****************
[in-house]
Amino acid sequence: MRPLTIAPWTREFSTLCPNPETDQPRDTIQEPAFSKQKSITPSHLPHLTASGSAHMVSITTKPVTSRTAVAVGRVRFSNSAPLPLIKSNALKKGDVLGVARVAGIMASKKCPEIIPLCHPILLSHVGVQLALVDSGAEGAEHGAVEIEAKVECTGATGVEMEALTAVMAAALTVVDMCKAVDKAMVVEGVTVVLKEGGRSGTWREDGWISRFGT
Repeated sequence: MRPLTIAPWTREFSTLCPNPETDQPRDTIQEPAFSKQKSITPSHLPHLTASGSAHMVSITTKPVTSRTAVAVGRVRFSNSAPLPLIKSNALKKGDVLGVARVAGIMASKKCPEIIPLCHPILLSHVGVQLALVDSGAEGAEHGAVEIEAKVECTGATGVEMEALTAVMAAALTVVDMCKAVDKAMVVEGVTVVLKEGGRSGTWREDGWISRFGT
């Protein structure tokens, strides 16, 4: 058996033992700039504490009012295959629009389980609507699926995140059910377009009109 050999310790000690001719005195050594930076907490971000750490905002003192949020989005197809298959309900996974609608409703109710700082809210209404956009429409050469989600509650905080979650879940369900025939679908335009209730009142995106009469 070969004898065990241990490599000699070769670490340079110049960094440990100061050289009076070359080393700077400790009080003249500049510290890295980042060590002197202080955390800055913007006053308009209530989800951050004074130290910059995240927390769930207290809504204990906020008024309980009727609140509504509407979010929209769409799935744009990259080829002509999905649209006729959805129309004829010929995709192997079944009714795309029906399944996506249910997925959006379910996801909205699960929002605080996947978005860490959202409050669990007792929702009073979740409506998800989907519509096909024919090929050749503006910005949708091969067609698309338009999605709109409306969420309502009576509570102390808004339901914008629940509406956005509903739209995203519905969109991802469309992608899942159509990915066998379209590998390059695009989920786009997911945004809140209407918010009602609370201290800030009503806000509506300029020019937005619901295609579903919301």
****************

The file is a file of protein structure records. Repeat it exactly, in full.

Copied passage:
[in-house]
Amino acid sequence: MRPLTIAPWTREFSTLCPNPETDQPRDTIQEPAFSKQKSITPSHLPHLTASGSAHMVSITTKPVTSRTAVAVGRVRFSNSAPLPLIKSNALKKGDVLGVARVAGIMASKKCPEIIPLCHPILLSHVGVQLALVDSGAEGAEHGAVEIEAKVECTGATGVEMEALTAVMAAALTVVDMCKAVDKAMVVEGVTVVLKEGGRSGTWREDGWISRFGT
Repeated sequence: MRPLTIAPWTREFSTLCPNPETDQPRDTIQEPAFSKQKSITPSHLPHLTASGSAHMVSITTKPVTSRTAVAVGRVRFSNSAPLPLIKSNALKKGDVLGVARVAGIMASKKCPEIIPLCHPILLSHVGVQLALVDSGAEGAEHGAVEIEAKVECTGATGVEMEALTAVMAAALTVVDMCKAVDKAMVVEGVTVVLKEGGRSGTWREDGWISRFGT
């Protein structure tokens, strides 16, 4: 058996033992700039504490009012295959629009389980609507699926995140059910377009009109 050999310790000690001719005195050594930076907490971000750490905002003192949020989005197809298959309900996974609608409703109710700082809210209404956009429409050469989600509650905080979650879940369900025939679908335009209730009142995106009469 070969004898065990241990490599000699070769670490340079110049960094440990100061050289009076070359080393700077400790009080003249500049510290890295980042060590002197202080955390800055913007006053308009209530989800951050004074130290910059995240927390769930207290809504204990906020008024309980009727609140509504509407979010929209769409799935744009990259080829002509999905649209006729959805129309004829010929995709192997079944009714795309029906399944996506249910997925959006379910996801909205699960929002605080996947978005860490959202409050669990007792929702009073979740409506998800989907519509096909024919090929050749503006910005949708091969067609698309338009999605709109409306969420309502009576509570102390808004339901914008629940509406956005509903739209995203519905969109991802469309992608899942159509990915066998379209590998390059695009989920786009997911945004809140209407918010009602609370201290800030009503806000509506300029020019937005619901295609579903919301």